In a classical sense, Feminism is defined as believing that women should have the same rights, freedoms, choices, privileges, and benefits as men in a civilized society. Under that relatively general definition, I would argue that most rational people, men and women, would classify themselves as feminists. In my eye, the feminist ideal is not one where women constantly make the 'correct' moral and/or professional decisions or choices that further their own independence, but merely that they have the freedom to do so if they so desire. So I ask the question, why exactly is the Twilight Saga inherently anti-feminist? I'm speaking merely to the movies and not the books, but as the series has unfolded, it's primarily been about one thing: Bella Swan (Kristen Stewart) relentlessly pursuing a singular goal, to be in a long-term relationship with Edward Cullen, no matter what obstacle or constructive criticism is hurled her way. We may not agree with Bella's choice in men, but as I've written before (here), I'm not entirely sure the films agree with her either. Moreover, if feminism is about having the choice to, as a woman, live your life as you see fit, isn't her dogged pursuit of Mr. Cullen inherently feminist by virtue of it being absolutely Bella's choice?
Bella is not the only female in the Twilight Saga, something which critics of the series would do well to notice when discussing why the series has such a strong female following. Even if we disapprove of Bella's 'throw your life away for a guy' mentality, she is not the only example of womanhood on display. At the very least, we have Bella's school-age friends, who operate as an alternative to what a teenage girl can do with her life after high school. Hell, Anna Kendrick's Jessica openly rebuts Bella's seemingly close-minded choice, both indirectly in her graduation speech in Twilight Saga: Eclipse, and directly in the opening reel of Twilight Saga: Breaking Dawn Part I when she wonders out-loud why an 18-year old girl would get married if she weren't already pregnant. And nearly every human and human/wolf spends pretty much the entirety of the first four films basically telling Bella *not* to run off with that brooding guy she met in her high school biology class (even if Taylor Lautner's Jacob has obviously selfish motivations). Even Edward himself seems to be trying to talk Bella out of it right up to the night before the wedding.
But no matter where the films stand on Bella's choices throughout the Twilight Saga (and New Moon doesn't exactly show Bella at her 'best'), they are absolutely presented as 'her choices.' It is her choice to make a life with Edward, it is her choice to allow herself to be turned into a vampire, it is her choice to refuse to terminate her unborn fetus when it directly threatens her life. Slight digression, but much of the talk regarding the most recent film has discussed its apparent value as anti-abortion propaganda But said pundits missed the fact that being pro-choice isn't about women choosing abortions but merely about women having access to a legal and safe abortion if they so choose. Moreover, during that middle hour of the fourth film, Bella is pretty much the only character in the film who doesn't want to terminate the pregnancy, so if we (the moviegoers) disagree with that decision, we're hardly alone or demonized for our opinions. Moreover, the whole scenario can be read as a young woman rebutting the men in her life who want to tell her what to do about her body. Also of note, the big fear is that this human/vampire hybrid baby will kill her during the pregnancy and um, Bella indeed dies, so those who favor terminating the pregnancy end up having a point.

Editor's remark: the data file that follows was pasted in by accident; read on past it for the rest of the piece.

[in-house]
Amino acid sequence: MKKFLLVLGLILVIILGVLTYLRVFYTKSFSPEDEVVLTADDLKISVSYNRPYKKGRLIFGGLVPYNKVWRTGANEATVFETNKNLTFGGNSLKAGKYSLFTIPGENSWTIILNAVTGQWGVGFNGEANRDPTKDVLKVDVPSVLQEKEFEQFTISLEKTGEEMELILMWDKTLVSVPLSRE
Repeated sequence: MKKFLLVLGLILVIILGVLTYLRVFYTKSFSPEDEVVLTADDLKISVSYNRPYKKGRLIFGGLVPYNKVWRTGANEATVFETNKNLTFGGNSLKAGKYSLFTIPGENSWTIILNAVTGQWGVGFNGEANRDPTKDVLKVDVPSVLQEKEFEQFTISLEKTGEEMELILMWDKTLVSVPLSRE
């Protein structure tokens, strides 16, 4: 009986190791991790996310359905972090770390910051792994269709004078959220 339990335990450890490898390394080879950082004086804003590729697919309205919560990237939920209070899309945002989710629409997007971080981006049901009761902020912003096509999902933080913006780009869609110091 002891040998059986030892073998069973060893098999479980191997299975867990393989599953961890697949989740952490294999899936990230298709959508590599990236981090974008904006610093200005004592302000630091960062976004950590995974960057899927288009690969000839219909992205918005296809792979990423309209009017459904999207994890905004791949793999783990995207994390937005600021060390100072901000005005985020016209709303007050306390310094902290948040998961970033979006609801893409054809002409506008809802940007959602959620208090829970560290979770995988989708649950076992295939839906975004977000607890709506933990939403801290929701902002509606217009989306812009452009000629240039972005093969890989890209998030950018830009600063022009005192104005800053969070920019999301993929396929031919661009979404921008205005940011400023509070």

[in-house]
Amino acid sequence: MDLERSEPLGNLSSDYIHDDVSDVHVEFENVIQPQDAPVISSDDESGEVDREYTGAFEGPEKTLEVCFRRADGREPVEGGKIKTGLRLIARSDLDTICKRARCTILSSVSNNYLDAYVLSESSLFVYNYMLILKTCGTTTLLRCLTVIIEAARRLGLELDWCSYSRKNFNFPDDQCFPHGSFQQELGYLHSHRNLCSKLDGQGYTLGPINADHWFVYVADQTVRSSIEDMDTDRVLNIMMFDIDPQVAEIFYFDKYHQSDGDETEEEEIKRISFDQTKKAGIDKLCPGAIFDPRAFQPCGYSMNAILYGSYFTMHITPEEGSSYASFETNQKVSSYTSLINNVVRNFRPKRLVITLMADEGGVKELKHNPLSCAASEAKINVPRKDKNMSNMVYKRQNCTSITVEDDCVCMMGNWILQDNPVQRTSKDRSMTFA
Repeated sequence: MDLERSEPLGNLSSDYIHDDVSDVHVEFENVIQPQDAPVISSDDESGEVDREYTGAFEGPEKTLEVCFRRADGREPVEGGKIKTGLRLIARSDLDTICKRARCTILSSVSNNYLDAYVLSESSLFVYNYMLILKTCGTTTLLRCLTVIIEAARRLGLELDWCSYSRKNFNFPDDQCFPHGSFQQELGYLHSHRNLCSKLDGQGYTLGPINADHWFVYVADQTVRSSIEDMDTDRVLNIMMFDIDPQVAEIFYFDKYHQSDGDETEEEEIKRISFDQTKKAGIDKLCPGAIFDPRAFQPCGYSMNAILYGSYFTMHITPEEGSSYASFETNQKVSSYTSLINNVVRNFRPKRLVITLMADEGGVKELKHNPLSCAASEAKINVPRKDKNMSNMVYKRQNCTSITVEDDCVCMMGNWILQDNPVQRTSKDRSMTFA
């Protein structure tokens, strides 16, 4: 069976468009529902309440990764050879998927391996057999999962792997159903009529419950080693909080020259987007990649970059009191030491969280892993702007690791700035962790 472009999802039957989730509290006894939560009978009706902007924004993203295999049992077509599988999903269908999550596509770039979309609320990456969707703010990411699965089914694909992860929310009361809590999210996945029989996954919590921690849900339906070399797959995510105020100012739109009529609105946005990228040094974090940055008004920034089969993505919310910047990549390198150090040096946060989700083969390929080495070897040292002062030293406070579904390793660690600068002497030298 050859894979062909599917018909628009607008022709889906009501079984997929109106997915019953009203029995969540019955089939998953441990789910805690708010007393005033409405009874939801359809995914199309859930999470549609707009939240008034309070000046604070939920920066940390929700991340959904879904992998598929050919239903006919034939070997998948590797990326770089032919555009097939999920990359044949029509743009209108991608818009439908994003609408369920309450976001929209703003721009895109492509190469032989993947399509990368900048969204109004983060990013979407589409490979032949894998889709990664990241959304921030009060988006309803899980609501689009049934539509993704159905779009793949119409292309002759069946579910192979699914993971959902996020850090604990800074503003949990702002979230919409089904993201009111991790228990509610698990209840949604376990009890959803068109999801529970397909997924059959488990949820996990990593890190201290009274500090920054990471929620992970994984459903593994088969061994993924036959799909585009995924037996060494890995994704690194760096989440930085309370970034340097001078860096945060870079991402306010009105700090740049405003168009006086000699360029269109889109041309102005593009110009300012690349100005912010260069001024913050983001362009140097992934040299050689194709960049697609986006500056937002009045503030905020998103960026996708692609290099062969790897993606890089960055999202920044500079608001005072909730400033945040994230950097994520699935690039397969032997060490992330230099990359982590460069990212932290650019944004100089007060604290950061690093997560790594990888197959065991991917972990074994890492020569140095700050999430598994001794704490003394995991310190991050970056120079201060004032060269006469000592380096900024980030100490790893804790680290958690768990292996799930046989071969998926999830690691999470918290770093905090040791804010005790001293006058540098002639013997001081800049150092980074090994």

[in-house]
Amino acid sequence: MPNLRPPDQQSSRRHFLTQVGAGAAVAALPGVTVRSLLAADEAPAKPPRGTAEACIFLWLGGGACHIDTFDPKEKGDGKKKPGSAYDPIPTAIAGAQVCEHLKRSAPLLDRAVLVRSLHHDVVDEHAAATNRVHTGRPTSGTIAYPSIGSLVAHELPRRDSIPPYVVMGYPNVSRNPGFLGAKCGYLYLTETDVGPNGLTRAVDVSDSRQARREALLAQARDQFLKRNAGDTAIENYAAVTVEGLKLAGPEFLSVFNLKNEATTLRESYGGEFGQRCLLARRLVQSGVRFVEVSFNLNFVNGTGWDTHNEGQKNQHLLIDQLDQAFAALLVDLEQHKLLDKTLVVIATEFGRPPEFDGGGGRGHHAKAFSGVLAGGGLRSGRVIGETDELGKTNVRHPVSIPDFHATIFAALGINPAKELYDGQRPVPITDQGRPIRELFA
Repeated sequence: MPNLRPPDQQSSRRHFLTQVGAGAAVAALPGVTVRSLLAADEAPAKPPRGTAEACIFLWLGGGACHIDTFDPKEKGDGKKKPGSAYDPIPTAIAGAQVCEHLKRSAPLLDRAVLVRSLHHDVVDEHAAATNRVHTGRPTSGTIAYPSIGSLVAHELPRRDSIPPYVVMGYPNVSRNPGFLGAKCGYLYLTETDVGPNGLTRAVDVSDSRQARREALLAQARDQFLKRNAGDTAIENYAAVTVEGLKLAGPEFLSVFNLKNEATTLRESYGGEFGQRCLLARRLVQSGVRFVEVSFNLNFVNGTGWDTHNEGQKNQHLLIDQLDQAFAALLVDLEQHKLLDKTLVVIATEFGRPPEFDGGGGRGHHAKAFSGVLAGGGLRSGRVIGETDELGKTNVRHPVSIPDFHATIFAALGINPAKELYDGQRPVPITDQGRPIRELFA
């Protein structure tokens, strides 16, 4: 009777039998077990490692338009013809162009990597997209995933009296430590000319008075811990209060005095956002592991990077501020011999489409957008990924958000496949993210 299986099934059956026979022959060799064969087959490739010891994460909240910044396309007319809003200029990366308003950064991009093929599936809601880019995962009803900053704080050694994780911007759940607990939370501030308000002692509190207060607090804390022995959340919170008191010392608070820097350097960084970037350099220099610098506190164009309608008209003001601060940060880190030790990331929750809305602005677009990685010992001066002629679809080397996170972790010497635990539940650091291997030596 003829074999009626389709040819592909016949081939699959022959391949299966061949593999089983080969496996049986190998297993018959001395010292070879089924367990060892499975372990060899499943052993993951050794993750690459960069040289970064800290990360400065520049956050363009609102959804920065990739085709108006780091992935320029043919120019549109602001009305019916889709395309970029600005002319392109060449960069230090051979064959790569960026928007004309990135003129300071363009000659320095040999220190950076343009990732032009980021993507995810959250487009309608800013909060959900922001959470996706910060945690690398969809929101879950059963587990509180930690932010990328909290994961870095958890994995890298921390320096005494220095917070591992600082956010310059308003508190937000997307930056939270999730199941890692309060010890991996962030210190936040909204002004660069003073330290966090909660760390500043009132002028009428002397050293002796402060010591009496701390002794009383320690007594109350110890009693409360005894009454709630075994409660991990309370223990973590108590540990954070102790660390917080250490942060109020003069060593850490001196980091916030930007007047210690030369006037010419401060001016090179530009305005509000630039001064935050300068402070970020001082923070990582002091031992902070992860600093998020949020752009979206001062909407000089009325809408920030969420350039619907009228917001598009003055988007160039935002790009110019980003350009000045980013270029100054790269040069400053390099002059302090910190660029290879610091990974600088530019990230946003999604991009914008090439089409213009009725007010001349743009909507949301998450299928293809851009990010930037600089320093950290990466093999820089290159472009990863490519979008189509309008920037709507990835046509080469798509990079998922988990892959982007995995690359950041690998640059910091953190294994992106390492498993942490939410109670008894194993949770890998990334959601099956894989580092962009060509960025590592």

Regardless of Breaking Dawn's take on abortion, feminism is not about forcing women to choose an independent path but merely giving women the choice to make that informed decision. For example it's no more just to shame women who choose to be stay-at-home mothers as 'betraying themselves' than it is to condemn working mothers as doing some kind of harm to their family unit. We debate back and forth about what is the 'correct' decision for today's women without realizing that feminism is not about the choice that one woman or another makes but merely the fact that she has that choice. Bella Swan is a fully-functional and intelligent young woman who makes a fully-formed decision about her life. We may disagree with that choice and may say that said decision makes her a poor role model for young women (that's a debate for a different day), but why exactly is Bella an anti-feminist character? Feminism is about women having the choice to live their lives as they wish to. And that is exactly what Bella does for nearly every moment of the Twilight Saga. Bella Swan may not be a role model in a conventional sense, but she is arguably a shining example of feminism in its purest, if not idealized, form.
Now you can tell me why I'm wrong. Is a female character inherently anti-feminist because she makes decisions that seem to fit in with the stereotypical patriarchy-approved life style, or is Bella a feminist because she fights for her right to both make her choices and have those choices be respected by her friends, family, and peers? Sound off below.
For other Twilight-essays I have written over the years (it does offer more food for thought than, say, Transformers), go here, here, and here.